In USA, 56% of adults feel mobile payments increase fraud risk

calendar iconJun 19, 2017


The latest report published by YouGov Profiles on 14 June 2017, shows that most Americans fear mobile payments are more likely to leave them more at risk of fraud or theft. According to the report, titled 'Cashing In: USA' which looks at the reasons that stop consumers going cashless - security concerns are still a number one priority.  

Last month, YouGov published 'Cashing In: Great Britain' which works off the results of a poll where a representative 35% of Great Britain believe that the country will become cashless within 20 years. Reporting on the other side of the pond, this latest report shows that a respective 34% of Americans believe their country could also be cashless within 20 years

'The report, however, also highlights many barriers to reaching that cashless state. First, 72% of Americans still use cash when making in-store purchases. Six in 10 say they use cash at least once per week. Habits like that take time to change.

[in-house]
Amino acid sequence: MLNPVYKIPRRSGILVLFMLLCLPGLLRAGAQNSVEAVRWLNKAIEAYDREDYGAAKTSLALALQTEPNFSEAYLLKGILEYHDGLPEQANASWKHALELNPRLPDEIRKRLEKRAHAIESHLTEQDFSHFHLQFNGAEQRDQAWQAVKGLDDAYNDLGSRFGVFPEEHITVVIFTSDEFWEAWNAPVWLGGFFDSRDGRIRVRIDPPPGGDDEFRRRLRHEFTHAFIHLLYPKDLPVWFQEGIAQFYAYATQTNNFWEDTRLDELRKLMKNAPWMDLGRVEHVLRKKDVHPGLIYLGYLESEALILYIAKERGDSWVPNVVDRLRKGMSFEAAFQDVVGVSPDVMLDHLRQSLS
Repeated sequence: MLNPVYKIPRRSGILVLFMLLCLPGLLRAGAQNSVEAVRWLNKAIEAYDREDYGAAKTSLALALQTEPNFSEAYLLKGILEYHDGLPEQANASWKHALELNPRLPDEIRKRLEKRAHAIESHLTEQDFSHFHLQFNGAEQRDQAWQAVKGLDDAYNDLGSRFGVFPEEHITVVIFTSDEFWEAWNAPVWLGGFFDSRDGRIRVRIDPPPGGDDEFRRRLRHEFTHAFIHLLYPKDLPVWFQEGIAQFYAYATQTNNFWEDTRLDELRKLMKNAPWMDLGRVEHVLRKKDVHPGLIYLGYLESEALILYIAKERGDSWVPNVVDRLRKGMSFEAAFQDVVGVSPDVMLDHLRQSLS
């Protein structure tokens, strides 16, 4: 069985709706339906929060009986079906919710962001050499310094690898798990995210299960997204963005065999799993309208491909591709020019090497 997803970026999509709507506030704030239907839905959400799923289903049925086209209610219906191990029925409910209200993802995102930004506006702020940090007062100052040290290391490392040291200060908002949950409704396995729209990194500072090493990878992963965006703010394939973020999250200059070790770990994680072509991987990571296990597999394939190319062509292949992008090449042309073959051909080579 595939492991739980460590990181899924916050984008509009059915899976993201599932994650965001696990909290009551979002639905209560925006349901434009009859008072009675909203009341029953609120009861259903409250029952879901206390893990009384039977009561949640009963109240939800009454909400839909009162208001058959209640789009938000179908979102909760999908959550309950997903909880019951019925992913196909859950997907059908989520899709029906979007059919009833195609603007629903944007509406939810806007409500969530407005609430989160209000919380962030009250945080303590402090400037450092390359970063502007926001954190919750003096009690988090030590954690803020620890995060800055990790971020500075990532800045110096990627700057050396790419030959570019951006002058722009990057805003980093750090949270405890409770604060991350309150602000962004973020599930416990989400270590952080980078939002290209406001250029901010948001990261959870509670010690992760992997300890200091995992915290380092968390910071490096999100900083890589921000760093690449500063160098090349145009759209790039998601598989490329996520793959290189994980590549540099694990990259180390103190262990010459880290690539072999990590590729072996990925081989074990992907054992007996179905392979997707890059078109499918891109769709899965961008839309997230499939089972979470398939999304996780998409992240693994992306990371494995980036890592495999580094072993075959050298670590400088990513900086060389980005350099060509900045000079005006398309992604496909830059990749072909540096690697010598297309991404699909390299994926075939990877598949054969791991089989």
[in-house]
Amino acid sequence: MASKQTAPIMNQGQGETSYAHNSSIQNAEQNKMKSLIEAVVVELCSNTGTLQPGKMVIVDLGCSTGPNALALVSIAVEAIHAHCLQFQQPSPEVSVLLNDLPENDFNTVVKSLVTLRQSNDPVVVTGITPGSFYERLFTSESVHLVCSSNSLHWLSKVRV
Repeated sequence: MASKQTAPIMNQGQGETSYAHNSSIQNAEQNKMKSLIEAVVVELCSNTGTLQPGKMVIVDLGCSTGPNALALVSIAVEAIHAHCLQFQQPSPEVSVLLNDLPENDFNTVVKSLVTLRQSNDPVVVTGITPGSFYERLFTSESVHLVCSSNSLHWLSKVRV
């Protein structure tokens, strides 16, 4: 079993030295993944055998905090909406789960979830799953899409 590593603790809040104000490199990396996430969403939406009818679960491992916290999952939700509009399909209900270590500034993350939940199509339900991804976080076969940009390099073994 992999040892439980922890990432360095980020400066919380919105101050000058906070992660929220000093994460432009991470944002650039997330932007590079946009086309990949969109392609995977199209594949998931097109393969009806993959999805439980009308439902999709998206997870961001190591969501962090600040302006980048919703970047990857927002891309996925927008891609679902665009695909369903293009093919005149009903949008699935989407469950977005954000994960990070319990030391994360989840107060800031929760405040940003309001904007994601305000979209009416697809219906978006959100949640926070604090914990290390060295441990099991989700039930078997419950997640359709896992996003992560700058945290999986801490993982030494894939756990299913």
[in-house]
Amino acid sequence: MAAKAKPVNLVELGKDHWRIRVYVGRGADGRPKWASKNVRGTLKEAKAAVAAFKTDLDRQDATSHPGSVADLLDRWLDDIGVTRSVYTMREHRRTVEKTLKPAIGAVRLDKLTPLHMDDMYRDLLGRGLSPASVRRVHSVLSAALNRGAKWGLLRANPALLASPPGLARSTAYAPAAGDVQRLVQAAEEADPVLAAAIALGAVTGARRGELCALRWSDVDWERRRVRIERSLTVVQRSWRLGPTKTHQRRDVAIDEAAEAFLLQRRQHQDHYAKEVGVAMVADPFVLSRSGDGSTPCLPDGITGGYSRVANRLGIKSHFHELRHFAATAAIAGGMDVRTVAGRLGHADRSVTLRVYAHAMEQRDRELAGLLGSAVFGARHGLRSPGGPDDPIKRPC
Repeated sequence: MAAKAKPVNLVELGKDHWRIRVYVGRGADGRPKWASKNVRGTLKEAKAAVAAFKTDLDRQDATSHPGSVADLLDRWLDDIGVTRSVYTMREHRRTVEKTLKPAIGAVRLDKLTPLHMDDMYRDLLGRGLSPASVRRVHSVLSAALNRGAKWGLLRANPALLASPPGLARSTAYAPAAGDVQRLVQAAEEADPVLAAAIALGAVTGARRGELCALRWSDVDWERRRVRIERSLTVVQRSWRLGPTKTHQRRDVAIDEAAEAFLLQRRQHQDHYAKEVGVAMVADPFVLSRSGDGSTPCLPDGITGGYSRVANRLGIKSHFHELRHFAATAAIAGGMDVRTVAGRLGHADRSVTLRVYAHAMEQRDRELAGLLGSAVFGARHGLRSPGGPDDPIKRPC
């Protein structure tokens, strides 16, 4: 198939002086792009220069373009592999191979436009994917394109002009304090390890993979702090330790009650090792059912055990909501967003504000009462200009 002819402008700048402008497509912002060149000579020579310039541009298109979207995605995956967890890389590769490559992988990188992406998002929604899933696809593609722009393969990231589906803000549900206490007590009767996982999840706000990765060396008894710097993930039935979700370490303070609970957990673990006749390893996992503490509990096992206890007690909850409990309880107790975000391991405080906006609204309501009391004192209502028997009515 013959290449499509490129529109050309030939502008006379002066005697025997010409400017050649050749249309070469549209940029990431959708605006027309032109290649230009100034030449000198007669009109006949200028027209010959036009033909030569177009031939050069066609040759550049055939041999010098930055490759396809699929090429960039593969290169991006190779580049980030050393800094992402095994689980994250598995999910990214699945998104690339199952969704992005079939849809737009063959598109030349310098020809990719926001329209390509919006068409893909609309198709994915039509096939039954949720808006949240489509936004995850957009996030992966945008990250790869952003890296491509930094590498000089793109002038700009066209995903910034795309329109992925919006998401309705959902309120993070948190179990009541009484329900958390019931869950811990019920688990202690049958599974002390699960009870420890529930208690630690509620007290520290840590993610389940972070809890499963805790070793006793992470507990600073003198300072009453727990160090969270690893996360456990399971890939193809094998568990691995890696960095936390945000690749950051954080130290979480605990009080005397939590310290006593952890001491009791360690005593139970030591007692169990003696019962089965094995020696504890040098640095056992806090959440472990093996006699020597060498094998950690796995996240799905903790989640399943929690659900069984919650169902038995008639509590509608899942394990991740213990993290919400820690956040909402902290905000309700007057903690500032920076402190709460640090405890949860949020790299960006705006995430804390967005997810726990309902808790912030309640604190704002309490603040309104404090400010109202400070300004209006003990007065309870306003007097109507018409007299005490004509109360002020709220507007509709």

Fear of the unknown and concerns over security pose more obstacles. The report, for example, shows that the majority of US consumers (56%) feel using mobile payments makes them vulnerable to fraud and theft. Only 5% think mobile payments reduce the chance of fraud and theft, while 13% say it makes no difference.'

Read full article here

Source: YouGov Profiles, 'Cashing In: USA' (June 2017)

Hiebert, Paul. "America won't go cashless until consumers know their money is safe." YouGov: What the world thinks. June 15, 2017. Accessed June 19, 2017. Web. 

YouGov is an international data and analytics group. Our core offering of consumer data is derived from our highly participative panel of 5 million people worldwide. For each panellist we have tens of thousands of connected data points so can answer the vast majority of research questions by interrogating existing data. Where we don't have the answers already, we can perform quick turn-around re-contact surveys for client-specific research.

Last Updated: Jun 27, 2017